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Mushet And Bessemer
That Mushet was "used" by Ebbw Vale against Bessemer is, perh...

Hardening
The forgings can be hardened by cooling in still air or quen...

High-carbon Machinery Steel
The carbon content of this steel is above 30 points and is ha...

Pickling The Forgings
The forgings were then pickled in a hot solution of either ni...

Heat Treatment Of Gear Blanks
This section is based on a paper read before the American Gea...

Calibration Of Pyrometer With Common Salt
An easy and convenient method for standardization and one whi...

Manganese
Manganese adds considerably to the tensile strength of steel,...

Drop Forging Dies
The kind of steel used in the die of course influences the he...

Temperature For Annealing
Theoretically, annealing should be accomplished at a tempera...

William Kelly's Air-boiling Process
An account of Bessemer's address to the British Association w...

Correction For Cold-junction Errors
The voltage generated by a thermo-couple of an electric pyrom...

Properties Of Alloy Steels
The following table shows the percentages of carbon, manganes...

The Penetration Of Carbon
Carburized mild steel is used to a great extent in the manufa...

Temperatures To Use
As soon as the temperature of the steel reaches 100 deg.C. (...

Piston Pin
The piston pin on an aviation engine must possess maximum res...

Chrome-nickel Steel
Forging heat of chrome-nickel steel depends very largely on ...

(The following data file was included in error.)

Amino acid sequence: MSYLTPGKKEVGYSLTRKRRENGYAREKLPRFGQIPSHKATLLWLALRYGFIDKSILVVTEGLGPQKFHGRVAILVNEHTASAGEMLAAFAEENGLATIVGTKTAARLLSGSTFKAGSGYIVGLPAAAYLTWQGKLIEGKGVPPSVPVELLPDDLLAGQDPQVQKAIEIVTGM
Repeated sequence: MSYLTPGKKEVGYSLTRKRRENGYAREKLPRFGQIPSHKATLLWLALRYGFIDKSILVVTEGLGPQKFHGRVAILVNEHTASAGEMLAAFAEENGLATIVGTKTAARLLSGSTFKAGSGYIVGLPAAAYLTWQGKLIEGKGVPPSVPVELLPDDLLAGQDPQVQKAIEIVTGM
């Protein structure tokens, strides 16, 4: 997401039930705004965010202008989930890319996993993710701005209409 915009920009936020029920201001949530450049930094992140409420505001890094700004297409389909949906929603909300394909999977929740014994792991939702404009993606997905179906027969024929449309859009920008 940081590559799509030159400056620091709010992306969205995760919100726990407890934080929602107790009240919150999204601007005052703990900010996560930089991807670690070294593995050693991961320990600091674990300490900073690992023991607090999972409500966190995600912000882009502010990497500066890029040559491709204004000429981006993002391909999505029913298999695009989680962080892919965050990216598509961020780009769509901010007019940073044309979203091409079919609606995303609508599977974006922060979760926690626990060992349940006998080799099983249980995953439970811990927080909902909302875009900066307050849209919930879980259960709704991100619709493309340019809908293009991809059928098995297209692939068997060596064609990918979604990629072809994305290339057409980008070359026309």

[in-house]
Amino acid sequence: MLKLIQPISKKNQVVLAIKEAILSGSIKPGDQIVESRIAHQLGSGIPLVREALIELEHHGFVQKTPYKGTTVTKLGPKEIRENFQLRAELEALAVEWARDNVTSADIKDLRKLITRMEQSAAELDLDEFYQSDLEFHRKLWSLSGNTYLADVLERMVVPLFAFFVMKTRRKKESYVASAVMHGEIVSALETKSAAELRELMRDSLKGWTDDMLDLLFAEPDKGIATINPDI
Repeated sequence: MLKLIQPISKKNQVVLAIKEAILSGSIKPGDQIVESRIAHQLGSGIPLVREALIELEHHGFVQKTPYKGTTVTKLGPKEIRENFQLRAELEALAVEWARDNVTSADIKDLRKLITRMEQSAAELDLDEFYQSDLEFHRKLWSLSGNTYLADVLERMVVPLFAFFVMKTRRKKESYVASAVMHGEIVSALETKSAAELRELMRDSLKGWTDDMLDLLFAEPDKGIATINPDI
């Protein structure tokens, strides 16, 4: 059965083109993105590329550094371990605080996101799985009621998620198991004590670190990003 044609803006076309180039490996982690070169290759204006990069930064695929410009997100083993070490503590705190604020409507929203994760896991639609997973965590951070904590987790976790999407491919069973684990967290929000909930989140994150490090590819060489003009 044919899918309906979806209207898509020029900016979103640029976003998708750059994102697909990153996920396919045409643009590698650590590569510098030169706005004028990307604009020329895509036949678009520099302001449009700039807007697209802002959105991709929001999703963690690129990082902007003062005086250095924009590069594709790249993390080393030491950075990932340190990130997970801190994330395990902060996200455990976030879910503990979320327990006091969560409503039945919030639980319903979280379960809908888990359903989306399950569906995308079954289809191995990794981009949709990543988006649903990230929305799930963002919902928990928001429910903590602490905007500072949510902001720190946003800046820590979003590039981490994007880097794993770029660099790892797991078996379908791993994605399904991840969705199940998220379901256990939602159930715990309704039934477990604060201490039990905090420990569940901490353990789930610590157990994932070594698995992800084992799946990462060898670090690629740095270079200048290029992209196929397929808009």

Crankshaft
The crankshaft was the most highly stressed part of the entir...

Carbon-steel Forgings
Low-stressed, carbon-steel forgings include such parts as car...

The Electric Process
The fourth method of manufacturing steel is by the electric f...

Liberty Motor Connecting Rods
The requirements for materials for the Liberty motor connecti...



Carbon In Tool Steel






Category: HARDENING CARBON STEEL FOR TOOLS

Carbon tool steel, or tool steel as it is commonly called, usually
contains from 80 to 125 points (or from 0.80 to 1.25 per cent)
of carbon, and none of the alloys which go to make up the high
speed steels. This was formerly known also as crucible or cast
steel, or crucible cast steel, from the way in which it was made.
This was before the days of steel castings. The advent of these
caused so much confusion that the term was soon dropped. When we
say tool steel, we nearly always refer to carbon-tool steel,
high-speed steel being usually designated by that name.

For many purposes carbon-steel cutters are still found best, although
where a large amount of material is to be removed at a rapid rate,
it has given way to high-speed steels.





Next: Carbon Steels For Different Tools

Previous: Take Time For Hardening



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